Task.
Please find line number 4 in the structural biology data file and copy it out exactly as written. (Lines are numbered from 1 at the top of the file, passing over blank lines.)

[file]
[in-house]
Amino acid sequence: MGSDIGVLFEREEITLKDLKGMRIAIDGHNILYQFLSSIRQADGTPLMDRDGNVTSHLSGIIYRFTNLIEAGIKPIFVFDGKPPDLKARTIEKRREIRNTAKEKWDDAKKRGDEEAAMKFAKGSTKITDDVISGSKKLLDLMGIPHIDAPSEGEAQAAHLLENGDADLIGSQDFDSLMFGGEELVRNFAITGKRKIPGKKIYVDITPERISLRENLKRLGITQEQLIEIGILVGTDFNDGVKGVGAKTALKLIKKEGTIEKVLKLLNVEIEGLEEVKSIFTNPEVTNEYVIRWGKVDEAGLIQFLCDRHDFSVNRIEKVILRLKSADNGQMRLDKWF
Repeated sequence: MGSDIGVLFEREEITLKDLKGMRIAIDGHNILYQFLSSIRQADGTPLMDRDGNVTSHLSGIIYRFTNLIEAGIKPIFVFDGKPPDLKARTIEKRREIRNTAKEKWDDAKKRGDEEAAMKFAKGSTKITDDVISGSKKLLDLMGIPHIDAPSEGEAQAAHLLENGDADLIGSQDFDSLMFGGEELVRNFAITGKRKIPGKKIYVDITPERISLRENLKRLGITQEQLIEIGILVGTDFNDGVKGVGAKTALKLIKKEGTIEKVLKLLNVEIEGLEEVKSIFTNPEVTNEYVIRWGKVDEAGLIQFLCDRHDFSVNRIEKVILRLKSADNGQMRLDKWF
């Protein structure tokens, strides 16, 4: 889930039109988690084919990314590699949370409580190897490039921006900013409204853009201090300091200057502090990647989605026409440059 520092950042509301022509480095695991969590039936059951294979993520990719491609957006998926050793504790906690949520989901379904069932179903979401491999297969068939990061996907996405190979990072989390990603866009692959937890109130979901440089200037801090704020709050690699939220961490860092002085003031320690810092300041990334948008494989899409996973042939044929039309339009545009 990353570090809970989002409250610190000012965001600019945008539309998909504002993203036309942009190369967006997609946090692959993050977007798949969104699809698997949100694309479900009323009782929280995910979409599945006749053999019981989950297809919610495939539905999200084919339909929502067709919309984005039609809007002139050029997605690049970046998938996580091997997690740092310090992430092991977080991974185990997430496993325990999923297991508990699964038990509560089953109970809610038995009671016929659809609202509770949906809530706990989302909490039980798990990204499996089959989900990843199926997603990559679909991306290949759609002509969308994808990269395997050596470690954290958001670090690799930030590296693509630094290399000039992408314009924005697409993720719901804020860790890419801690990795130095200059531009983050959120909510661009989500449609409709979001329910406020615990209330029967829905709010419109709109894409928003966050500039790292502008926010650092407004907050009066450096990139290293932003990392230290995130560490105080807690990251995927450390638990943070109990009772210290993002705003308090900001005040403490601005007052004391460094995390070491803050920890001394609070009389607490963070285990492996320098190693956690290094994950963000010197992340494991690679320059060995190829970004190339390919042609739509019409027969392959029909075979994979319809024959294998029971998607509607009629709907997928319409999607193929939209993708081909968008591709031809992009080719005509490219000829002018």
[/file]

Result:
């Protein structure tokens, strides 16, 4: 889930039109988690084919990314590699949370409580190897490039921006900013409204853009201090300091200057502090990647989605026409440059 520092950042509301022509480095695991969590039936059951294979993520990719491609957006998926050793504790906690949520989901379904069932179903979401491999297969068939990061996907996405190979990072989390990603866009692959937890109130979901440089200037801090704020709050690699939220961490860092002085003031320690810092300041990334948008494989899409996973042939044929039309339009545009 990353570090809970989002409250610190000012965001600019945008539309998909504002993203036309942009190369967006997609946090692959993050977007798949969104699809698997949100694309479900009323009782929280995910979409599945006749053999019981989950297809919610495939539905999200084919339909929502067709919309984005039609809007002139050029997605690049970046998938996580091997997690740092310090992430092991977080991974185990997430496993325990999923297991508990699964038990509560089953109970809610038995009671016929659809609202509770949906809530706990989302909490039980798990990204499996089959989900990843199926997603990559679909991306290949759609002509969308994808990269395997050596470690954290958001670090690799930030590296693509630094290399000039992408314009924005697409993720719901804020860790890419801690990795130095200059531009983050959120909510661009989500449609409709979001329910406020615990209330029967829905709010419109709109894409928003966050500039790292502008926010650092407004907050009066450096990139290293932003990392230290995130560490105080807690990251995927450390638990943070109990009772210290993002705003308090900001005040403490601005007052004391460094995390070491803050920890001394609070009389607490963070285990492996320098190693956690290094994950963000010197992340494991690679320059060995190829970004190339390919042609739509019409027969392959029909075979994979319809024959294998029971998607509607009629709907997928319409999607193929939209993708081909968008591709031809992009080719005509490219000829002018």